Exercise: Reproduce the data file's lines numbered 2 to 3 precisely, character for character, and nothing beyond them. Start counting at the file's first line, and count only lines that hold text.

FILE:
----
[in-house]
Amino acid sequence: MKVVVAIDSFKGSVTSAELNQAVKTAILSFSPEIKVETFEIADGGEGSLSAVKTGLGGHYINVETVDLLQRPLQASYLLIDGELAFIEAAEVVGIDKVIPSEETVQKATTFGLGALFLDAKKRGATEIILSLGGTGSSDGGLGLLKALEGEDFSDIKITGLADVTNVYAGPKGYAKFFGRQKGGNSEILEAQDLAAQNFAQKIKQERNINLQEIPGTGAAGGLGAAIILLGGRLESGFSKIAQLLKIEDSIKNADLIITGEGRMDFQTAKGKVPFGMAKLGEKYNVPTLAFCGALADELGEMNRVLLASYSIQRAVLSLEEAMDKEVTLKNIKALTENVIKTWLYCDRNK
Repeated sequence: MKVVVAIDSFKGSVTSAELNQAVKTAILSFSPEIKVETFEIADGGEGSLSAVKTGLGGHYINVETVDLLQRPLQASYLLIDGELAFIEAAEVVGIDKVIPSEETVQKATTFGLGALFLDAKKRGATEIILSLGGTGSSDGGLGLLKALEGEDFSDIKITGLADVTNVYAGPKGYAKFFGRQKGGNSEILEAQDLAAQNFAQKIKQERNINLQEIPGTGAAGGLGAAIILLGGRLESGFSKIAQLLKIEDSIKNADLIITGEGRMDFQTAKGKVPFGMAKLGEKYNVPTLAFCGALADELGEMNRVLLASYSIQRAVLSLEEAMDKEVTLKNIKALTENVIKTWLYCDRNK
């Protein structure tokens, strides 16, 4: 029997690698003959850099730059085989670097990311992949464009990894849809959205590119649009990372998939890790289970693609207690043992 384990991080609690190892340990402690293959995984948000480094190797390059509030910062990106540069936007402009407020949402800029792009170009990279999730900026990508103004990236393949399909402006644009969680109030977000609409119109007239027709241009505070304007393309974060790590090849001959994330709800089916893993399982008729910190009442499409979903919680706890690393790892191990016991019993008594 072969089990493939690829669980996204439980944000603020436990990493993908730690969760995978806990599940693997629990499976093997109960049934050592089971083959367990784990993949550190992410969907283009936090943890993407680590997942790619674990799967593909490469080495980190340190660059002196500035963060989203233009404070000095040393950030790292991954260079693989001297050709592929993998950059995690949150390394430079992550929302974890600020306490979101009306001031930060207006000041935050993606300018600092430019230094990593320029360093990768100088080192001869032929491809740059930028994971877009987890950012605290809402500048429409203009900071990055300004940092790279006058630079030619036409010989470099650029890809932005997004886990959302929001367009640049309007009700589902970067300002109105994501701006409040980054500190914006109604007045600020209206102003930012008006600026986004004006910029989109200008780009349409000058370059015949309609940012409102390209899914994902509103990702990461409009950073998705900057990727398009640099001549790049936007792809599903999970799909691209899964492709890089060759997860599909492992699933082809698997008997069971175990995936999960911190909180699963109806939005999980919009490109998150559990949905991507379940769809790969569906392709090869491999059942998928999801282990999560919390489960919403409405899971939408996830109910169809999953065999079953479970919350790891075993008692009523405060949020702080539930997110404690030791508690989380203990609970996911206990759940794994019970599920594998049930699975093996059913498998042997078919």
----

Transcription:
Amino acid sequence: MKVVVAIDSFKGSVTSAELNQAVKTAILSFSPEIKVETFEIADGGEGSLSAVKTGLGGHYINVETVDLLQRPLQASYLLIDGELAFIEAAEVVGIDKVIPSEETVQKATTFGLGALFLDAKKRGATEIILSLGGTGSSDGGLGLLKALEGEDFSDIKITGLADVTNVYAGPKGYAKFFGRQKGGNSEILEAQDLAAQNFAQKIKQERNINLQEIPGTGAAGGLGAAIILLGGRLESGFSKIAQLLKIEDSIKNADLIITGEGRMDFQTAKGKVPFGMAKLGEKYNVPTLAFCGALADELGEMNRVLLASYSIQRAVLSLEEAMDKEVTLKNIKALTENVIKTWLYCDRNK
Repeated sequence: MKVVVAIDSFKGSVTSAELNQAVKTAILSFSPEIKVETFEIADGGEGSLSAVKTGLGGHYINVETVDLLQRPLQASYLLIDGELAFIEAAEVVGIDKVIPSEETVQKATTFGLGALFLDAKKRGATEIILSLGGTGSSDGGLGLLKALEGEDFSDIKITGLADVTNVYAGPKGYAKFFGRQKGGNSEILEAQDLAAQNFAQKIKQERNINLQEIPGTGAAGGLGAAIILLGGRLESGFSKIAQLLKIEDSIKNADLIITGEGRMDFQTAKGKVPFGMAKLGEKYNVPTLAFCGALADELGEMNRVLLASYSIQRAVLSLEEAMDKEVTLKNIKALTENVIKTWLYCDRNK